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Internet-Assisted Wildlife Viewing Can Be Fun

Fish & Wildlife

Fri Jan 29 00:00:00 MST 2010

The Internet makes it easy to participate in the world around us—even the outdoor world. It may sound ironic, but the Internet is a great way to become a more interactive wildlife viewer or even a citizen scientist. Here are some of the possibilities.

Montana Fish, Wildlife & Parks Discover Montana's Ecosystems learning tool at  is full of vivid images and wildlife film clips that youngsters and adults will love. Choose an ecosystem you'll visit soon or one where you live—for example, montane forest or shrub grassland. Click to see a movie of this habitat and the wildlife species at home there and hear their natural sounds! To view vibrant images of the mammals, fish, birds, amphibians and reptiles of this ecosystem, expand the slide file.

One caution—visit this site after dark to avoid burning up time you'd spend in the outdoors. There is so much to explore you will return here time after time.

Citizen scientists, who like to observe and report on the wildlife they see, now have a fun new way to put their discoveries to work on the Internet. The Montana Natural Heritage Program's Tracker  at allows people to register with the site and then log their wildlife sightings—mammals, birds, fish, reptiles and amphibians—into the state database where biologists can use them to track the distribution and well being of Montana's many wildlife species. The MTNHP serves as the state's information source for animals, plants, and plant communities.

The reported wildlife sightings are also accessible on Tracker to interested wildlife viewers and others. Or, go to the Montana online Field Guide, a joint product of FWP and MTNHP, at, to see these observations summarized in charts and on maps for each species. For example, the pygmy rabbit's relative density is mapped based on 1,221 individual field observations.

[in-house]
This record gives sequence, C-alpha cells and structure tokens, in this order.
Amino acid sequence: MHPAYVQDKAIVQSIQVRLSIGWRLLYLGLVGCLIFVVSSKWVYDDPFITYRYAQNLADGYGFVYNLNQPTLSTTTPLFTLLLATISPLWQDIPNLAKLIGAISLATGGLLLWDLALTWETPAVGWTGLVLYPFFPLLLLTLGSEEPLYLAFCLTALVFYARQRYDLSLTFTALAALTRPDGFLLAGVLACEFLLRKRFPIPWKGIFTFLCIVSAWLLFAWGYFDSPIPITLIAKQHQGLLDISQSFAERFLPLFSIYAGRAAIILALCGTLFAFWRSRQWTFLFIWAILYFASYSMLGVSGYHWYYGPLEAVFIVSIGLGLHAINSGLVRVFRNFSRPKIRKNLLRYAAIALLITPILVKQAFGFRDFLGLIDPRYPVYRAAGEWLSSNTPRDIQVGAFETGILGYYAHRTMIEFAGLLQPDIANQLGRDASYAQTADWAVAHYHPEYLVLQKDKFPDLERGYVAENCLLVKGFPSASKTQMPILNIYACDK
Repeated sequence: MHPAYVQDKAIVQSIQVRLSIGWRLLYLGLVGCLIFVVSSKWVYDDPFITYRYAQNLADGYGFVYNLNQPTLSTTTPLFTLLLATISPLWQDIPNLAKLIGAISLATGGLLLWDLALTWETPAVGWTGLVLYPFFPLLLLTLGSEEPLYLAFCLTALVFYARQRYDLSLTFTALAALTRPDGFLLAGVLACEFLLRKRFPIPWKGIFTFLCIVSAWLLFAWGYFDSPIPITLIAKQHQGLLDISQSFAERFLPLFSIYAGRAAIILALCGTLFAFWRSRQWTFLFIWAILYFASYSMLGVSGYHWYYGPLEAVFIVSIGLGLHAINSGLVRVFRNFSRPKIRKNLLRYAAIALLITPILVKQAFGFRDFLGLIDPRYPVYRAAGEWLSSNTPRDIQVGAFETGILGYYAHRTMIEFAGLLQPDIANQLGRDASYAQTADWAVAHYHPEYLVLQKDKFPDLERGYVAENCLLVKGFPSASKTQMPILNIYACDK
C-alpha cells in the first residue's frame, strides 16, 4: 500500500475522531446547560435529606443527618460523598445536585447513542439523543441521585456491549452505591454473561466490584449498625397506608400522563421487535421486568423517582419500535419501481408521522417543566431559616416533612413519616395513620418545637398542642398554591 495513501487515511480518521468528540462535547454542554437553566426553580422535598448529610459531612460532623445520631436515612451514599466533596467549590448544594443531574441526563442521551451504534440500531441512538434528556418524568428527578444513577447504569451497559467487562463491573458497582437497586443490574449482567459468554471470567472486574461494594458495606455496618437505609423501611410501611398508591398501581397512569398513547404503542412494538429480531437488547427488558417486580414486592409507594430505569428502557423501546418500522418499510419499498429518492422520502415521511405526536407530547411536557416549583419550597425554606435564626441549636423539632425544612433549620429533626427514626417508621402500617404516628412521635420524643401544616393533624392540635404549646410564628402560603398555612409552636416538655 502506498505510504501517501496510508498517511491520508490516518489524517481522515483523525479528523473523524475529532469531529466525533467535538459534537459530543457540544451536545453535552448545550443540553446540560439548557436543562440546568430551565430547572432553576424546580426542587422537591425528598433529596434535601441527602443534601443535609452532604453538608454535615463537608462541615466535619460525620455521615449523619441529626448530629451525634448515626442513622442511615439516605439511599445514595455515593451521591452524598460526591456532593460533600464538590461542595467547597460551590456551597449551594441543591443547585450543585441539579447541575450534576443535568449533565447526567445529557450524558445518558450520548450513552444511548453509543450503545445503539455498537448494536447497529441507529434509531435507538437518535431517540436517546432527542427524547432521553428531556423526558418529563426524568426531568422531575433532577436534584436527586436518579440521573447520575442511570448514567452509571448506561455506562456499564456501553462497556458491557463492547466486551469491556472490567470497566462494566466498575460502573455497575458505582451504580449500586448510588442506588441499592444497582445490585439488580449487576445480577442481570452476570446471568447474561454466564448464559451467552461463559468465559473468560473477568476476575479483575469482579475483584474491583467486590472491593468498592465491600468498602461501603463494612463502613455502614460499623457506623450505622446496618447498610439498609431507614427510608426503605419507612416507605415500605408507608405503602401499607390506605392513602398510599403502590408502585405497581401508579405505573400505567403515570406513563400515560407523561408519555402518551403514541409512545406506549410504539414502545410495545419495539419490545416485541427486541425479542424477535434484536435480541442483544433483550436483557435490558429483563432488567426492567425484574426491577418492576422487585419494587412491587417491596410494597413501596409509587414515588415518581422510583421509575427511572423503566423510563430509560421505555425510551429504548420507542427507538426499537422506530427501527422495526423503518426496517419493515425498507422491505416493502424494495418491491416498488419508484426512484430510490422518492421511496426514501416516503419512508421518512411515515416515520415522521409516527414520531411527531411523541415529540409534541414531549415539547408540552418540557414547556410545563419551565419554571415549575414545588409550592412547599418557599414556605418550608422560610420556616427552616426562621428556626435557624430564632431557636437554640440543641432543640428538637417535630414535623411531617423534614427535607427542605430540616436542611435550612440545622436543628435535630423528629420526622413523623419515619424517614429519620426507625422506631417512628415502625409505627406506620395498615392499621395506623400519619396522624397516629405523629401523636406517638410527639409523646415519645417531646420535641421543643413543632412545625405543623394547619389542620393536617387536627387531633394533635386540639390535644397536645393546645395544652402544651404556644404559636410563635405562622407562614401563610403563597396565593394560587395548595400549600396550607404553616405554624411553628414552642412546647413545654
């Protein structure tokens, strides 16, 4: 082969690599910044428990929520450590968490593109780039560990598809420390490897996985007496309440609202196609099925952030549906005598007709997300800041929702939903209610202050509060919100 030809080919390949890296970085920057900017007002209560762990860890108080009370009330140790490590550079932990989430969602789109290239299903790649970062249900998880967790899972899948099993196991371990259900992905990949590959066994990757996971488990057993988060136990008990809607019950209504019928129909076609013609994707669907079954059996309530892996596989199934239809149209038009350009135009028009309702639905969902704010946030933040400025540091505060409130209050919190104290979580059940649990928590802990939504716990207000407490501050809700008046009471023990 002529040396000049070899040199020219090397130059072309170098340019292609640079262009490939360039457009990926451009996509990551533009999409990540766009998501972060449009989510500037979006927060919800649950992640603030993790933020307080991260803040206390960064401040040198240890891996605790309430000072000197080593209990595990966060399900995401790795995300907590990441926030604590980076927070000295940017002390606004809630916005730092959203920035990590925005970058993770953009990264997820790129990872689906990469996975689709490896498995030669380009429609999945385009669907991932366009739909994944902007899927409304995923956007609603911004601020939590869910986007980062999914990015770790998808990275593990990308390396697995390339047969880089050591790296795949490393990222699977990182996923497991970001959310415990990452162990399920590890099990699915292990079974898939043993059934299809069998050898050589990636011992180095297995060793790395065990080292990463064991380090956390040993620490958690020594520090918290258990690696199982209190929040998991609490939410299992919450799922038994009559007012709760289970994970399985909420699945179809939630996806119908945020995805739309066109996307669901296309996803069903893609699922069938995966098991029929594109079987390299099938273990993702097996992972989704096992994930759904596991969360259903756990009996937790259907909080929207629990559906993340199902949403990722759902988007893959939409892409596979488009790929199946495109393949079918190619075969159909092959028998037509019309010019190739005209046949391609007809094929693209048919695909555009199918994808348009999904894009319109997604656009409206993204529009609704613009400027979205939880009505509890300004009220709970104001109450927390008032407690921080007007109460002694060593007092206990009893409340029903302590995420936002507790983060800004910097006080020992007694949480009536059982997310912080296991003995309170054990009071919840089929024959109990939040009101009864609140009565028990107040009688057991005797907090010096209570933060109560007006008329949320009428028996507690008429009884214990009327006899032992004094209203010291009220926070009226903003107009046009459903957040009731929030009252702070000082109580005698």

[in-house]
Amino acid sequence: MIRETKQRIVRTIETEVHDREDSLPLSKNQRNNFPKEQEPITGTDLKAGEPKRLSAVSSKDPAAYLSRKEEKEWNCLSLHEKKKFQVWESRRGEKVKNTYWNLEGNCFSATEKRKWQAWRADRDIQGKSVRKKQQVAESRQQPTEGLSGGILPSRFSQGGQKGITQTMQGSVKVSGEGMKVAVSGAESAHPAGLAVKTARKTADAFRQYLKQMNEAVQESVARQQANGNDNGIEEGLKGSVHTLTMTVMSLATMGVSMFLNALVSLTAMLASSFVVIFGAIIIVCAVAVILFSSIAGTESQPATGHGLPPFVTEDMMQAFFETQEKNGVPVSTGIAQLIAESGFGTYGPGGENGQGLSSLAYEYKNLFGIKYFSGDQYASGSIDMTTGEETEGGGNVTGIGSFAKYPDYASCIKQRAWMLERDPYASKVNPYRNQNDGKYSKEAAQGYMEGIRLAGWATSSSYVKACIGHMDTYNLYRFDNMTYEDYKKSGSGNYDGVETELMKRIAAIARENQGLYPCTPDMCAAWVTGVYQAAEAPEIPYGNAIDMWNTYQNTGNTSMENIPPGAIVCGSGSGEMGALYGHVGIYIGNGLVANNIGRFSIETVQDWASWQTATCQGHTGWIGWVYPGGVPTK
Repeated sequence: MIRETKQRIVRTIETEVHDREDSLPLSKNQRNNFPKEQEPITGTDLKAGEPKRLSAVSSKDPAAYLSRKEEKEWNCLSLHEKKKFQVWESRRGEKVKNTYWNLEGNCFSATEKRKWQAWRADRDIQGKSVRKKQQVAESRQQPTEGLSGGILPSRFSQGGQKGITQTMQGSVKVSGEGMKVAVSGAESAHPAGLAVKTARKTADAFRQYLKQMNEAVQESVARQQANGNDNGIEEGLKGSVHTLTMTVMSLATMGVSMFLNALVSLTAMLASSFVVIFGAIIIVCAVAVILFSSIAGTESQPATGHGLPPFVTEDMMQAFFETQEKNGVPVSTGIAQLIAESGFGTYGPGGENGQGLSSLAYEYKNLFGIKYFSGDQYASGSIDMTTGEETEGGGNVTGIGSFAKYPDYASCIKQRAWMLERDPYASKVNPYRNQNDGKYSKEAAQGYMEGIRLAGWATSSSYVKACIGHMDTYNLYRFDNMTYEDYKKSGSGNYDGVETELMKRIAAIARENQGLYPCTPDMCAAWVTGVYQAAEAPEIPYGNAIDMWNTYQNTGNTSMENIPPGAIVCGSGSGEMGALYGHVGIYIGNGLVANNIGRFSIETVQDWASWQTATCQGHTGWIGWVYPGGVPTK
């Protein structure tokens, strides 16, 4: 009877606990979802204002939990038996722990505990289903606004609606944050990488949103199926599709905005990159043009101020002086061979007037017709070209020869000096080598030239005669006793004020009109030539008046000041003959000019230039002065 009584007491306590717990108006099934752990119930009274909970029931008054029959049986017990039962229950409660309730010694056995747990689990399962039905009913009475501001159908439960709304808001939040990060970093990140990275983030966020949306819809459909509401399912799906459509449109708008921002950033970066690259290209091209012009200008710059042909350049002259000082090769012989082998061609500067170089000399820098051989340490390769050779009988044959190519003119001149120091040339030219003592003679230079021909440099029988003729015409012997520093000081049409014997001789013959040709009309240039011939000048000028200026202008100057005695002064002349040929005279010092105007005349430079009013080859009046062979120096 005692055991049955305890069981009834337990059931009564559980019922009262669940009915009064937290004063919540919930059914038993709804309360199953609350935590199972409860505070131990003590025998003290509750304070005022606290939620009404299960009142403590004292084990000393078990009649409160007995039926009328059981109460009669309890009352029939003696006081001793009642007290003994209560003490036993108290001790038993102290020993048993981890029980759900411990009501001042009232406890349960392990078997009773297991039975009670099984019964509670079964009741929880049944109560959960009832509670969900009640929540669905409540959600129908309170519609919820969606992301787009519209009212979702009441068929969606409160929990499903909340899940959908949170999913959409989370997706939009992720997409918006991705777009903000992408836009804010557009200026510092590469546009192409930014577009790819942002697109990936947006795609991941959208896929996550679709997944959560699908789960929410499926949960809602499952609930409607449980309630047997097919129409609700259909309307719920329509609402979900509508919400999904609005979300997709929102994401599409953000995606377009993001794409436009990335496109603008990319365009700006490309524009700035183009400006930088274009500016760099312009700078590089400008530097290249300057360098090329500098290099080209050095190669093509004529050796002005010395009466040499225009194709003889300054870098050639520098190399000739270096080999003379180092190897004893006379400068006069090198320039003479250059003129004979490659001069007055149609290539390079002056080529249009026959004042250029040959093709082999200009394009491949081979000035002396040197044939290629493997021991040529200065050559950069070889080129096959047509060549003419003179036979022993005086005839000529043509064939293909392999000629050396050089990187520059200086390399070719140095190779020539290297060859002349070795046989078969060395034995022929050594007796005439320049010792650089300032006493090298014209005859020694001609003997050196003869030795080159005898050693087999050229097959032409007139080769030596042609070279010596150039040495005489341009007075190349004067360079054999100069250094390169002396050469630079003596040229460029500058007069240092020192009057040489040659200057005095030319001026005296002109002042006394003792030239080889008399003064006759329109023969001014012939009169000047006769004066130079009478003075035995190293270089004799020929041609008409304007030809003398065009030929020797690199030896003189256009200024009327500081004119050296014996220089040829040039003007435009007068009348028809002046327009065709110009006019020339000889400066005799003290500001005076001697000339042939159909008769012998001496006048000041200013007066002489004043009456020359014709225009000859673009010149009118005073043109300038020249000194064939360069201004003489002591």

Today, Montana's databases contain nearly 850,000 animal observations compared to 120,000 in 2005 thanks to Tracker and a growing attention to wildlife communities as a whole, including the many nongame species that are essential to a healthy, fully functioning habitat.

While hunters' and anglers' pay license fees that support the management of fish and wildlife, there are no similar fees associated with wildlife viewing that could help support nongame species management. That is where the Nongame Wildlife Check-off on the Montana income tax form comes in. Taxpayers can check the box next to the eagle to donate. Surprisingly, less than one percent of Montanans do so, although nearly half of the state's population identify themselves as wildlife viewers.

In the 20 some years since its inception, the Nongame Wildlife Checkoff has generated nearly $500,000, with annual contributions ranging from $16,500 to $34,000. FWP stretches these contributions by matching them to federal, private and in-kind contributions, including the time of numerous volunteers.

To learn more about nongame wildlife work and how you might become involved as a donor or volunteer, or to learn more about wildlife viewing, visit the FWP Web site at  under the Wild Things tab for Nongame Check-off.


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The folks at the Montana Natural Heritage Program say Tracker is an extraordinarily sophisticated Internet application. It provides direct public access to the extensive MTNHP databases with information on the location of Montana wildlife and other species—and enables the public to log in and report sightings.

Tracker, at, requires a fast Internet connection, so those with slow Internet access might want to explore Tracker at the public library or other site that offers a faster connection. The MTNHP Web site also provides individuals with access to a simple observation form for plants and animals or an excel spreadsheet to track sightings. To find them, click on Submit Observations on the home page.

A curious wildlife viewer can read the observations stored by Tracker by clicking on a specific species under Reports and selecting Generalized Observations. A click on Display calls up a map of the sightings, then use the zoom tool to draw a box around a particular locale and click on Charts & Data at the bottom of the map. Choose Observation Details to read the reports on individual sightings.